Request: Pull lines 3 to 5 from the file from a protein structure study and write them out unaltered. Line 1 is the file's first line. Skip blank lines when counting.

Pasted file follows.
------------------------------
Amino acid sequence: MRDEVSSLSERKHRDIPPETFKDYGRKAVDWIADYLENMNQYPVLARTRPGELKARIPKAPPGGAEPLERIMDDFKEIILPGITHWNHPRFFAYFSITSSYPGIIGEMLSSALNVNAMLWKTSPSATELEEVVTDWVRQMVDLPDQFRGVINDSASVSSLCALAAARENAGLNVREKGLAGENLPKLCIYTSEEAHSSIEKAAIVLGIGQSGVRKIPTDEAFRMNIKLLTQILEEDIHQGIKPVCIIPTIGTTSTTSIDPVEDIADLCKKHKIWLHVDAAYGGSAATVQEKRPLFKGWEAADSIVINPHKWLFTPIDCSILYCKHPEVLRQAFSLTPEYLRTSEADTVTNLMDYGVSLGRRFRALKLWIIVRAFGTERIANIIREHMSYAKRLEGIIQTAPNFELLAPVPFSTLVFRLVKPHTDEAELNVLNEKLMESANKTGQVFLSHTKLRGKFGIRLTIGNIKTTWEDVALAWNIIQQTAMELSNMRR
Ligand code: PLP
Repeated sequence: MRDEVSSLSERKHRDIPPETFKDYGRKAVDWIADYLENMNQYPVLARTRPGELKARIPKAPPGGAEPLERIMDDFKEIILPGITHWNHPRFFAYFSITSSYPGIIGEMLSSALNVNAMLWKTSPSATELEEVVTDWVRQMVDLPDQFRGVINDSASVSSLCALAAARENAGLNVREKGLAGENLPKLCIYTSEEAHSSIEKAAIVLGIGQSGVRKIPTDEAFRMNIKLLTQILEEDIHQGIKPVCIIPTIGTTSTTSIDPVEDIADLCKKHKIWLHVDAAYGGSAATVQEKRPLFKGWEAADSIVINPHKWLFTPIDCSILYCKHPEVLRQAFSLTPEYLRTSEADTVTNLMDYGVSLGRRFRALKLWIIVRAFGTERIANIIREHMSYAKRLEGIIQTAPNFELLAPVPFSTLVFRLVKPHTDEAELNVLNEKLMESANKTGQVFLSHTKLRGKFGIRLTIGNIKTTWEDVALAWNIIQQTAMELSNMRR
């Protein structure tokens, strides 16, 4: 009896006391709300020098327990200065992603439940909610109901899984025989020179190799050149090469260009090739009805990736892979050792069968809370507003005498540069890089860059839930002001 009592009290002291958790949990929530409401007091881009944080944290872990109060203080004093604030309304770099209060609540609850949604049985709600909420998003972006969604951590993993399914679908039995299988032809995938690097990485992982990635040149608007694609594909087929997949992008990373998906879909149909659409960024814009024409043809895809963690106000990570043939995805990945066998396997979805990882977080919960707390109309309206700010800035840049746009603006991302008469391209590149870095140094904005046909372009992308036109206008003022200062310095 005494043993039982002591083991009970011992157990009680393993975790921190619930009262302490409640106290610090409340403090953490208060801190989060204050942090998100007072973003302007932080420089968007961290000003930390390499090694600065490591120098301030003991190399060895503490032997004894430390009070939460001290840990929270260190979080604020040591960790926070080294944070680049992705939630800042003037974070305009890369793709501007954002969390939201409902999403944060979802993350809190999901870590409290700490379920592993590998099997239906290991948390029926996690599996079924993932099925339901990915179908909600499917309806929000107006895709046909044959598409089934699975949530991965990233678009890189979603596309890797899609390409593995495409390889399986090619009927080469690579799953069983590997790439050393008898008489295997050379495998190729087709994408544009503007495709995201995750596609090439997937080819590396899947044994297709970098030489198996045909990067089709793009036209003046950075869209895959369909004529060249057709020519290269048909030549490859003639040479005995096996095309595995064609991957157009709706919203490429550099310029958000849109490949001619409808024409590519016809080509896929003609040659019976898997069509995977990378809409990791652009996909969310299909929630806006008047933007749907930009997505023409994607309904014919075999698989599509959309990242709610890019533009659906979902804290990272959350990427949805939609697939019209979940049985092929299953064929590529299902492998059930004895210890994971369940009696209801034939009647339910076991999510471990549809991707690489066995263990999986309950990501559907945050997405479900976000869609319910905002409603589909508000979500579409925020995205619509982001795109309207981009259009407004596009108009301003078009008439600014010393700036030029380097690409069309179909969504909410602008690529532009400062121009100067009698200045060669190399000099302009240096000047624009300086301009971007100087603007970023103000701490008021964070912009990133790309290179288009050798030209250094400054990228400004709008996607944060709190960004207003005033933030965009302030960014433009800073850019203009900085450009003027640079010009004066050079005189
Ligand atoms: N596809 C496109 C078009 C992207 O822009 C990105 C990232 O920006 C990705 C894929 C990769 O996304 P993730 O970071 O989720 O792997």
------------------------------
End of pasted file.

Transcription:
Repeated sequence: MRDEVSSLSERKHRDIPPETFKDYGRKAVDWIADYLENMNQYPVLARTRPGELKARIPKAPPGGAEPLERIMDDFKEIILPGITHWNHPRFFAYFSITSSYPGIIGEMLSSALNVNAMLWKTSPSATELEEVVTDWVRQMVDLPDQFRGVINDSASVSSLCALAAARENAGLNVREKGLAGENLPKLCIYTSEEAHSSIEKAAIVLGIGQSGVRKIPTDEAFRMNIKLLTQILEEDIHQGIKPVCIIPTIGTTSTTSIDPVEDIADLCKKHKIWLHVDAAYGGSAATVQEKRPLFKGWEAADSIVINPHKWLFTPIDCSILYCKHPEVLRQAFSLTPEYLRTSEADTVTNLMDYGVSLGRRFRALKLWIIVRAFGTERIANIIREHMSYAKRLEGIIQTAPNFELLAPVPFSTLVFRLVKPHTDEAELNVLNEKLMESANKTGQVFLSHTKLRGKFGIRLTIGNIKTTWEDVALAWNIIQQTAMELSNMRR
């Protein structure tokens, strides 16, 4: 009896006391709300020098327990200065992603439940909610109901899984025989020179190799050149090469260009090739009805990736892979050792069968809370507003005498540069890089860059839930002001 009592009290002291958790949990929530409401007091881009944080944290872990109060203080004093604030309304770099209060609540609850949604049985709600909420998003972006969604951590993993399914679908039995299988032809995938690097990485992982990635040149608007694609594909087929997949992008990373998906879909149909659409960024814009024409043809895809963690106000990570043939995805990945066998396997979805990882977080919960707390109309309206700010800035840049746009603006991302008469391209590149870095140094904005046909372009992308036109206008003022200062310095 005494043993039982002591083991009970011992157990009680393993975790921190619930009262302490409640106290610090409340403090953490208060801190989060204050942090998100007072973003302007932080420089968007961290000003930390390499090694600065490591120098301030003991190399060895503490032997004894430390009070939460001290840990929270260190979080604020040591960790926070080294944070680049992705939630800042003037974070305009890369793709501007954002969390939201409902999403944060979802993350809190999901870590409290700490379920592993590998099997239906290991948390029926996690599996079924993932099925339901990915179908909600499917309806929000107006895709046909044959598409089934699975949530991965990233678009890189979603596309890797899609390409593995495409390889399986090619009927080469690579799953069983590997790439050393008898008489295997050379495998190729087709994408544009503007495709995201995750596609090439997937080819590396899947044994297709970098030489198996045909990067089709793009036209003046950075869209895959369909004529060249057709020519290269048909030549490859003639040479005995096996095309595995064609991957157009709706919203490429550099310029958000849109490949001619409808024409590519016809080509896929003609040659019976898997069509995977990378809409990791652009996909969310299909929630806006008047933007749907930009997505023409994607309904014919075999698989599509959309990242709610890019533009659906979902804290990272959350990427949805939609697939019209979940049985092929299953064929590529299902492998059930004895210890994971369940009696209801034939009647339910076991999510471990549809991707690489066995263990999986309950990501559907945050997405479900976000869609319910905002409603589909508000979500579409925020995205619509982001795109309207981009259009407004596009108009301003078009008439600014010393700036030029380097690409069309179909969504909410602008690529532009400062121009100067009698200045060669190399000099302009240096000047624009300086301009971007100087603007970023103000701490008021964070912009990133790309290179288009050798030209250094400054990228400004709008996607944060709190960004207003005033933030965009302030960014433009800073850019203009900085450009003027640079010009004066050079005189
Ligand atoms: N596809 C496109 C078009 C992207 O822009 C990105 C990232 O920006 C990705 C894929 C990769 O996304 P993730 O970071 O989720 O792997």